By and  on August 2, 2013

LONDON — Burberry’s first in-house fragrance is a men’s scent aimed at rock ’n’ roll souls.

Christopher Bailey has got a thing for live music. Burberry’s chief creative officer loves a gig, and it’s this passion that has inspired Burberry’s first fragrance since it brought the operations of its beauty business in-house on April 1.

“When it’s a licensed business, you have much less control over all aspects,” said Bailey. Now that the business is in-house, “we have been able to have a very consistent message from working with the noses, all the way to working with the bottle suppliers, and to all the imagery as well. You can really work through the way you are going to communicate it, the way you are going to talk to consumers, the way that you are going to put this fragrance out into the world, you can really look at all the aspects of it.”

Bailey said the scent, called Burberry Brit Rhythm, is inspired by the music in the brand’s DNA. “Music has become such an integral part of our world, from the digital site that we have — Burberry acoustic — to the things that we do at all the shows with the music team here that I set up,” he told WWD.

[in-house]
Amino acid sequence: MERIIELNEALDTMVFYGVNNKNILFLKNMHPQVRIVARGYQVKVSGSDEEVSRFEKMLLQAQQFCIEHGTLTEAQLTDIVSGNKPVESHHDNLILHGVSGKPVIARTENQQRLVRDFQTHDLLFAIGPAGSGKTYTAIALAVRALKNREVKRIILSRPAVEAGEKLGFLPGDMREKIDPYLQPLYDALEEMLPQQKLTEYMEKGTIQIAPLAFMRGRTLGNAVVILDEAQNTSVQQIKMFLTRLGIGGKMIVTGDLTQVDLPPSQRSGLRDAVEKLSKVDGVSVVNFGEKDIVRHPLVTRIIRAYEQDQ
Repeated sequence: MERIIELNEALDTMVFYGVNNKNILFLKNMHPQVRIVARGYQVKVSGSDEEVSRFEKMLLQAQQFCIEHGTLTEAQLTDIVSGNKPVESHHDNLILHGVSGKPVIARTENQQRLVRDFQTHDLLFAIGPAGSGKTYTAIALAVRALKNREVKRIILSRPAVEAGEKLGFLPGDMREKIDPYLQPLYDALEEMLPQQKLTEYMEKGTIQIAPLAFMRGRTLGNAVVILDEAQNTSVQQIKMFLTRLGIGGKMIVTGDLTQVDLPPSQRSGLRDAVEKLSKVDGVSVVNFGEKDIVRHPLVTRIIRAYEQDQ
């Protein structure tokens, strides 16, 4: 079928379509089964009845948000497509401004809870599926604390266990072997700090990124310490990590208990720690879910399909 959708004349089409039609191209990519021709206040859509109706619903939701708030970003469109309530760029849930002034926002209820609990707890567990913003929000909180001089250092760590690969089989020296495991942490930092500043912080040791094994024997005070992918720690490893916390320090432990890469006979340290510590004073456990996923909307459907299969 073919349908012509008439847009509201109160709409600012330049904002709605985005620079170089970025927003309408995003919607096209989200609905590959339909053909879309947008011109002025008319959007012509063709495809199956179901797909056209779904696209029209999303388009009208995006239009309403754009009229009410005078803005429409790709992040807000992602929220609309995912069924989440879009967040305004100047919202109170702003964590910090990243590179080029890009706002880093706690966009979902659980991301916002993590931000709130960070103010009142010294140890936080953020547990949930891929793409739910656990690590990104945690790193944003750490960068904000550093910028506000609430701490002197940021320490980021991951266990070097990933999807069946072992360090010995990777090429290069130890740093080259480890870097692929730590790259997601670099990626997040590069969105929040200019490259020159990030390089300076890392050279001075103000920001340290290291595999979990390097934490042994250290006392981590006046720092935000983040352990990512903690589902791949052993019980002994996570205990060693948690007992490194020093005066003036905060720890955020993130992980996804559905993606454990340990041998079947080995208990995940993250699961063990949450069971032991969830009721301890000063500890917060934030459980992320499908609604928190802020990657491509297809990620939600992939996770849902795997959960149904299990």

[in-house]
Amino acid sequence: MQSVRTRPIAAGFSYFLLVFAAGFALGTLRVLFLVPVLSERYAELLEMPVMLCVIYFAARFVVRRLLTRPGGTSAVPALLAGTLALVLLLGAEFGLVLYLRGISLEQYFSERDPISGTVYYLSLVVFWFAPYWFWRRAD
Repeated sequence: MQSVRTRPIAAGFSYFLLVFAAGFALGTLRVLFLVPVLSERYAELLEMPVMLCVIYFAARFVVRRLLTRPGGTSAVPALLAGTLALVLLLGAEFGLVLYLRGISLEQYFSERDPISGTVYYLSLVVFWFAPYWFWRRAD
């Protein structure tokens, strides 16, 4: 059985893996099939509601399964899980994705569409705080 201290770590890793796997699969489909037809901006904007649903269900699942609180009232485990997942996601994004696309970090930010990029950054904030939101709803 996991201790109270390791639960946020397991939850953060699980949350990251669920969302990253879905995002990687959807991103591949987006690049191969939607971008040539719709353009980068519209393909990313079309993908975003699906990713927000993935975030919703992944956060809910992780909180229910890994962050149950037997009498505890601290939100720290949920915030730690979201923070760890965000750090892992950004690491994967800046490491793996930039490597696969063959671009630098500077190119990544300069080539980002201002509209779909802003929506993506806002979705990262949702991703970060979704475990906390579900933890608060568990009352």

It’s not just about the sound. With Rhythm, the brand is aiming to capture the emotion, excitement and attitude attached to live music, he said. “It’s really that kind of adrenaline feeling that you get from music. The effect of hairs rising on the back of your neck. The moment where you are anticipating your favorite band coming on, or when you are listening to a beautiful piece,” said Bailey. “It’s a sexy fragrance because I think there is a sexiness to that kind of rock ’n’ roll world. It’s very leathery. It’s sexy and a little bit smoky and sensuous and I kind of like that idea of skin and leather. They were the starting points.”

Bailey collaborated with International Flavors & Fragrances and perfumers Dominique Ropion, Anne Flipo and Olivier Polge on the fragrance, which includes top notes of fresh basil verveina, spicy cardamom and juniper berries. In the middle, there’s black leather, patchouli and styrax resin. The base has a heady mix of cedarwood, incense and tonka bean.